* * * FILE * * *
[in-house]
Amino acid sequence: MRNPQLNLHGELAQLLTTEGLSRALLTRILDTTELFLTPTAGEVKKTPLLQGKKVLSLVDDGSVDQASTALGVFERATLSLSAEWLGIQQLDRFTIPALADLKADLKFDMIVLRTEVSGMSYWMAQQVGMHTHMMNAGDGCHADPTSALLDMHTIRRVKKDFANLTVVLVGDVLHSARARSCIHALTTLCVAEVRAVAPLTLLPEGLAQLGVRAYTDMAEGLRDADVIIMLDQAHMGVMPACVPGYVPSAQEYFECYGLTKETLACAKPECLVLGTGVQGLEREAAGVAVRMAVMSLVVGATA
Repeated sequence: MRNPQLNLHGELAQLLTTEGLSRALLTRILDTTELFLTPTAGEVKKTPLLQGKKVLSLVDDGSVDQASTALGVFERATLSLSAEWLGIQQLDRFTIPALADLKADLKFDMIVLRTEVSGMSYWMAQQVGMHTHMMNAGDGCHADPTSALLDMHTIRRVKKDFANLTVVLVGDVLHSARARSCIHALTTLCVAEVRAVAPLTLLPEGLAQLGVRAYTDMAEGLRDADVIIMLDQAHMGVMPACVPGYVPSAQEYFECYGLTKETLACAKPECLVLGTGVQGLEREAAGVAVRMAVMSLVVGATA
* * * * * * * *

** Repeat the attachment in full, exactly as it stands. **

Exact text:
[in-house]
Amino acid sequence: MRNPQLNLHGELAQLLTTEGLSRALLTRILDTTELFLTPTAGEVKKTPLLQGKKVLSLVDDGSVDQASTALGVFERATLSLSAEWLGIQQLDRFTIPALADLKADLKFDMIVLRTEVSGMSYWMAQQVGMHTHMMNAGDGCHADPTSALLDMHTIRRVKKDFANLTVVLVGDVLHSARARSCIHALTTLCVAEVRAVAPLTLLPEGLAQLGVRAYTDMAEGLRDADVIIMLDQAHMGVMPACVPGYVPSAQEYFECYGLTKETLACAKPECLVLGTGVQGLEREAAGVAVRMAVMSLVVGATA
Repeated sequence: MRNPQLNLHGELAQLLTTEGLSRALLTRILDTTELFLTPTAGEVKKTPLLQGKKVLSLVDDGSVDQASTALGVFERATLSLSAEWLGIQQLDRFTIPALADLKADLKFDMIVLRTEVSGMSYWMAQQVGMHTHMMNAGDGCHADPTSALLDMHTIRRVKKDFANLTVVLVGDVLHSARARSCIHALTTLCVAEVRAVAPLTLLPEGLAQLGVRAYTDMAEGLRDADVIIMLDQAHMGVMPACVPGYVPSAQEYFECYGLTKETLACAKPECLVLGTGVQGLEREAAGVAVRMAVMSLVVGATA